- AfriNIC – African region
- APNIC – Asia Pacific Region
- ARIN – North America and several Caribbean and North Atlantic Islands
- LACNIC – Latin America and the Caribbean
- RIPE NCC – Europe, the Middle East, and parts of Central Asia
The Future of IP Addresses: What Lies Ahead?
With smart homes, AI, and the IoT, the demand for IP addresses will continue to soar. We can expect further developments and perhaps new IP protocols to cater to these needs.
The shift to IPv6
IPv4, the exhausted version of IP addresses, is limited because it uses a 32-bit address space, which means that there are only 4,294,967,296 possible addresses.
This number may seem large, but it has been quickly depleted as the Internet has grown. As of 2011, IPv4 address space is almost completely exhausted.
IPv6 addresses are 128 bits long, which provides a much larger address space. This means that there are more than 340 undecillion possible IPv6 addresses. This is more than enough to address every device on Earth for many years to come.
The shift to IPv6 is already underway, and many major Internet providers and websites are now offering IPv6 service.
In order to take advantage of IPv6, you will need a device that supports it, such as a newer computer or smartphone. You may also need to update your router to support IPv6.
IP Address + VPNs = Anonymity?
VPNs have become a popular tool for those looking to mask their IP addresses and browse anonymously. While it provides a layer of security, users should be cautious and choose reputable VPN providers. Fraudulent VPN providers can identify and leak your data.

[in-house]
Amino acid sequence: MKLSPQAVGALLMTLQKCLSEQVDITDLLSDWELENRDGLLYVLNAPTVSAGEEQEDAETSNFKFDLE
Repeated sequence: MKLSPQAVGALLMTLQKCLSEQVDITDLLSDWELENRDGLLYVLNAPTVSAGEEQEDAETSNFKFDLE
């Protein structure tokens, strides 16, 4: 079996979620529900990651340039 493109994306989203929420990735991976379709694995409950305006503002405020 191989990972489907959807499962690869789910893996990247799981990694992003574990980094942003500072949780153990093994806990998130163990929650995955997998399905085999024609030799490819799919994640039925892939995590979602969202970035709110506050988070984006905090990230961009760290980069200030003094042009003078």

Protect your online privacy
We do everything online. This makes online privacy more important than ever. Unfortunately, your IP address can reveal details about your online activities and, in some cases, your general location.
An unprotected IP address can be an open invitation for cyber threats. Guarding it can be as straightforward as using a trusted VPN or adjusting your browser settings.
Answering Your Burning Questions
How can I know my IP address?
There are many ways for this:
- Search “what is my IP” in a search engine – Many sites like Google will show your public IP at the top of the results.
- Use a command line tool like (curl ifconfig.me) or (curl ipinfo.io/ip) – Works on Linux/macOS to fetch your IP.
- Windows command prompt – Run (ipconfig) and look for your “IPv4 Address” listed.
- Check your router admin interface – Your router admin page often lists the public IP assigned to it.
What is the primary difference between IPv4 and IPv6?
IPv6 has a more extensive range, ensuring we don’t run out of addresses anytime soon.
Can someone trace my exact location with my IP address?
No, they can pinpoint a general region, but not an exact address.
How often does my IP address change?
It depends on your ISP; some allocate dynamic IPs that change or rotate , while others provide static IPs.
Is it illegal to hide my IP address?
No, but certain activities done behind a hidden IP might be.